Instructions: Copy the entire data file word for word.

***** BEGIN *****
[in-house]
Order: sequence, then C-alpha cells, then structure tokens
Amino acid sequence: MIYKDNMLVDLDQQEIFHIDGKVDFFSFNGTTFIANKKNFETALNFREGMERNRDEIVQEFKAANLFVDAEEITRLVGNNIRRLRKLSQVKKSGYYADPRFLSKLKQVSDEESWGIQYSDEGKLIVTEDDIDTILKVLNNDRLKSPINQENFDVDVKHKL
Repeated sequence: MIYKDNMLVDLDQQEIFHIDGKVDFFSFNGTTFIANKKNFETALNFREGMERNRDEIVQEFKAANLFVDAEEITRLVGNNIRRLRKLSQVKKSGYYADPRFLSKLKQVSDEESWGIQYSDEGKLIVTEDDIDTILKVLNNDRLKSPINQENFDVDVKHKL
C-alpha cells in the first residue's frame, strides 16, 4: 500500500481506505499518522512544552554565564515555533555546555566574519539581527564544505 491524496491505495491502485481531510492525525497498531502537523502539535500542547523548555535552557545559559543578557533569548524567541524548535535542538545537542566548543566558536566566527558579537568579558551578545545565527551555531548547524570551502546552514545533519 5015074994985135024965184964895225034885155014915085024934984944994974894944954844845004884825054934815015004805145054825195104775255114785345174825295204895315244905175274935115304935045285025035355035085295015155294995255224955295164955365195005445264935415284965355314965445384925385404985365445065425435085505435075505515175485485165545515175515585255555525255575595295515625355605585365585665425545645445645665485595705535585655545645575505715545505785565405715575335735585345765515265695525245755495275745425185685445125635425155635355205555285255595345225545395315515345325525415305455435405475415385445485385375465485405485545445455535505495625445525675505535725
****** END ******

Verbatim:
[in-house]
Order: sequence, then C-alpha cells, then structure tokens
Amino acid sequence: MIYKDNMLVDLDQQEIFHIDGKVDFFSFNGTTFIANKKNFETALNFREGMERNRDEIVQEFKAANLFVDAEEITRLVGNNIRRLRKLSQVKKSGYYADPRFLSKLKQVSDEESWGIQYSDEGKLIVTEDDIDTILKVLNNDRLKSPINQENFDVDVKHKL
Repeated sequence: MIYKDNMLVDLDQQEIFHIDGKVDFFSFNGTTFIANKKNFETALNFREGMERNRDEIVQEFKAANLFVDAEEITRLVGNNIRRLRKLSQVKKSGYYADPRFLSKLKQVSDEESWGIQYSDEGKLIVTEDDIDTILKVLNNDRLKSPINQENFDVDVKHKL
C-alpha cells in the first residue's frame, strides 16, 4: 500500500481506505499518522512544552554565564515555533555546555566574519539581527564544505 491524496491505495491502485481531510492525525497498531502537523502539535500542547523548555535552557545559559543578557533569548524567541524548535535542538545537542566548543566558536566566527558579537568579558551578545545565527551555531548547524570551502546552514545533519 5015074994985135024965184964895225034885155014915085024934984944994974894944954844845004884825054934815015004805145054825195104775255114785345174825295204895315244905175274935115304935045285025035355035085295015155294995255224955295164955365195005445264935415284965355314965445384925385404985365445065425435085505435075505515175485485165545515175515585255555525255575595295515625355605585365585665425545645445645665485595705535585655545645575505715545505785565405715575335735585345765515265695525245755495275745425185685445125635425155635355205555285255595345225545395315515345325525415305455435405475415385445485385375465485405485545445455535505495625445525675505535725